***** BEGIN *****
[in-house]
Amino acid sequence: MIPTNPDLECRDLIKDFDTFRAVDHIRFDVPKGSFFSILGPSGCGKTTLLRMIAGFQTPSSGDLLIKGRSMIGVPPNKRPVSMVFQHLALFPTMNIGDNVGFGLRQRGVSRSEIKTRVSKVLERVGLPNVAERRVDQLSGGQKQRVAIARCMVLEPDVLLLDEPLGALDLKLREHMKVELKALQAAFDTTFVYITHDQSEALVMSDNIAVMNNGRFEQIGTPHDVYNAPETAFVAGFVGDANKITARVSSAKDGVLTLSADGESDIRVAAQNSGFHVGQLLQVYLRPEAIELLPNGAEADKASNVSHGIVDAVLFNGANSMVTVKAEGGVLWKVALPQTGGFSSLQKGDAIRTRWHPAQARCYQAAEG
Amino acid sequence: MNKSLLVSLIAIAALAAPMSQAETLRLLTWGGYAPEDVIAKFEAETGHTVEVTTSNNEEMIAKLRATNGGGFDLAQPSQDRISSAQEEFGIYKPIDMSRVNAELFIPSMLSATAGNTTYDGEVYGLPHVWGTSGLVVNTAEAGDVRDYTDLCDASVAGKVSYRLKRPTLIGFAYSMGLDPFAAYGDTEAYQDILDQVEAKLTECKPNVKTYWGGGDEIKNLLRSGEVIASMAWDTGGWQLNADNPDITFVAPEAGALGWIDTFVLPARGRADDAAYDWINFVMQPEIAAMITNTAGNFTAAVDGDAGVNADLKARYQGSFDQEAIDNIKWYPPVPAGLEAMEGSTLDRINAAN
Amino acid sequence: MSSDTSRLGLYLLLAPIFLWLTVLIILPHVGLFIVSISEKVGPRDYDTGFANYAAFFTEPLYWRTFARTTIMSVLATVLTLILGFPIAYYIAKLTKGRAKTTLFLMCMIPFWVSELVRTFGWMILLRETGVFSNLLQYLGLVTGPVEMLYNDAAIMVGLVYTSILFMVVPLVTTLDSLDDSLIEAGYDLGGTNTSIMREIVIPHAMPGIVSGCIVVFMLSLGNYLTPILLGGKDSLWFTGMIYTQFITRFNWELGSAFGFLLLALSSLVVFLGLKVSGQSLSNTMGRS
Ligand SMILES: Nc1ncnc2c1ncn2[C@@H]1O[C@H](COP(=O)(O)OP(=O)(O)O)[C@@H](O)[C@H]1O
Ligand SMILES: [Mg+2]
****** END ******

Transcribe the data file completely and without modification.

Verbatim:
[in-house]
Amino acid sequence: MIPTNPDLECRDLIKDFDTFRAVDHIRFDVPKGSFFSILGPSGCGKTTLLRMIAGFQTPSSGDLLIKGRSMIGVPPNKRPVSMVFQHLALFPTMNIGDNVGFGLRQRGVSRSEIKTRVSKVLERVGLPNVAERRVDQLSGGQKQRVAIARCMVLEPDVLLLDEPLGALDLKLREHMKVELKALQAAFDTTFVYITHDQSEALVMSDNIAVMNNGRFEQIGTPHDVYNAPETAFVAGFVGDANKITARVSSAKDGVLTLSADGESDIRVAAQNSGFHVGQLLQVYLRPEAIELLPNGAEADKASNVSHGIVDAVLFNGANSMVTVKAEGGVLWKVALPQTGGFSSLQKGDAIRTRWHPAQARCYQAAEG
Amino acid sequence: MNKSLLVSLIAIAALAAPMSQAETLRLLTWGGYAPEDVIAKFEAETGHTVEVTTSNNEEMIAKLRATNGGGFDLAQPSQDRISSAQEEFGIYKPIDMSRVNAELFIPSMLSATAGNTTYDGEVYGLPHVWGTSGLVVNTAEAGDVRDYTDLCDASVAGKVSYRLKRPTLIGFAYSMGLDPFAAYGDTEAYQDILDQVEAKLTECKPNVKTYWGGGDEIKNLLRSGEVIASMAWDTGGWQLNADNPDITFVAPEAGALGWIDTFVLPARGRADDAAYDWINFVMQPEIAAMITNTAGNFTAAVDGDAGVNADLKARYQGSFDQEAIDNIKWYPPVPAGLEAMEGSTLDRINAAN
Amino acid sequence: MSSDTSRLGLYLLLAPIFLWLTVLIILPHVGLFIVSISEKVGPRDYDTGFANYAAFFTEPLYWRTFARTTIMSVLATVLTLILGFPIAYYIAKLTKGRAKTTLFLMCMIPFWVSELVRTFGWMILLRETGVFSNLLQYLGLVTGPVEMLYNDAAIMVGLVYTSILFMVVPLVTTLDSLDDSLIEAGYDLGGTNTSIMREIVIPHAMPGIVSGCIVVFMLSLGNYLTPILLGGKDSLWFTGMIYTQFITRFNWELGSAFGFLLLALSSLVVFLGLKVSGQSLSNTMGRS
Ligand SMILES: Nc1ncnc2c1ncn2[C@@H]1O[C@H](COP(=O)(O)OP(=O)(O)O)[C@@H](O)[C@H]1O
Ligand SMILES: [Mg+2]